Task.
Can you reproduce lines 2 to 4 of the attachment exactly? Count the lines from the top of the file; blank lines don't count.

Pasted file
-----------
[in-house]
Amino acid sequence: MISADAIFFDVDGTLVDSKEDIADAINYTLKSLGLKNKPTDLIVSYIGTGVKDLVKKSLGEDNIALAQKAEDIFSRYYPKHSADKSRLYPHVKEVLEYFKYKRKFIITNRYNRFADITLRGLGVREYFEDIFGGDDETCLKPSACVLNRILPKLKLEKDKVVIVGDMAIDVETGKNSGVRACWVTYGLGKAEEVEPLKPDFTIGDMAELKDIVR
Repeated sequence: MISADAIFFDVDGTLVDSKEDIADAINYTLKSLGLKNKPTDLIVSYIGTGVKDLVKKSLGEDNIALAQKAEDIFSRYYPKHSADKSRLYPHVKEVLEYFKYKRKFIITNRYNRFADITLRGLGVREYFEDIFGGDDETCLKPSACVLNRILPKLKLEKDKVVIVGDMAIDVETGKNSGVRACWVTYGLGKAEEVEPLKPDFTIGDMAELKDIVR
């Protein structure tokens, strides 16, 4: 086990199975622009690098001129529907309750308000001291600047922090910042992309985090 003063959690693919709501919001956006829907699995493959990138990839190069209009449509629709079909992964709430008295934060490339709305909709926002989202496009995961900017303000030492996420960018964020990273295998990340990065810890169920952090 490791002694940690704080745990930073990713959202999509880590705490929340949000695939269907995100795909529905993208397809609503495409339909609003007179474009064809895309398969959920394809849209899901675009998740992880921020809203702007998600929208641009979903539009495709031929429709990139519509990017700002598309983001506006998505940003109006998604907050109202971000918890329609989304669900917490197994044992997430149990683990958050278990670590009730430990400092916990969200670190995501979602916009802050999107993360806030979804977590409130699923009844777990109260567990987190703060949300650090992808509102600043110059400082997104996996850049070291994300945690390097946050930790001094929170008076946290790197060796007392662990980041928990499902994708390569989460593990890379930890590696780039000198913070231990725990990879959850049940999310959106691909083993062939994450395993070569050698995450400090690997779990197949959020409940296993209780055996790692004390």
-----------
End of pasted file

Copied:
Amino acid sequence: MISADAIFFDVDGTLVDSKEDIADAINYTLKSLGLKNKPTDLIVSYIGTGVKDLVKKSLGEDNIALAQKAEDIFSRYYPKHSADKSRLYPHVKEVLEYFKYKRKFIITNRYNRFADITLRGLGVREYFEDIFGGDDETCLKPSACVLNRILPKLKLEKDKVVIVGDMAIDVETGKNSGVRACWVTYGLGKAEEVEPLKPDFTIGDMAELKDIVR
Repeated sequence: MISADAIFFDVDGTLVDSKEDIADAINYTLKSLGLKNKPTDLIVSYIGTGVKDLVKKSLGEDNIALAQKAEDIFSRYYPKHSADKSRLYPHVKEVLEYFKYKRKFIITNRYNRFADITLRGLGVREYFEDIFGGDDETCLKPSACVLNRILPKLKLEKDKVVIVGDMAIDVETGKNSGVRACWVTYGLGKAEEVEPLKPDFTIGDMAELKDIVR
């Protein structure tokens, strides 16, 4: 086990199975622009690098001129529907309750308000001291600047922090910042992309985090 003063959690693919709501919001956006829907699995493959990138990839190069209009449509629709079909992964709430008295934060490339709305909709926002989202496009995961900017303000030492996420960018964020990273295998990340990065810890169920952090 490791002694940690704080745990930073990713959202999509880590705490929340949000695939269907995100795909529905993208397809609503495409339909609003007179474009064809895309398969959920394809849209899901675009998740992880921020809203702007998600929208641009979903539009495709031929429709990139519509990017700002598309983001506006998505940003109006998604907050109202971000918890329609989304669900917490197994044992997430149990683990958050278990670590009730430990400092916990969200670190995501979602916009802050999107993360806030979804977590409130699923009844777990109260567990987190703060949300650090992808509102600043110059400082997104996996850049070291994300945690390097946050930790001094929170008076946290790197060796007392662990980041928990499902994708390569989460593990890379930890590696780039000198913070231990725990990879959850049940999310959106691909083993062939994450395993070569050698995450400090690997779990197949959020409940296993209780055996790692004390």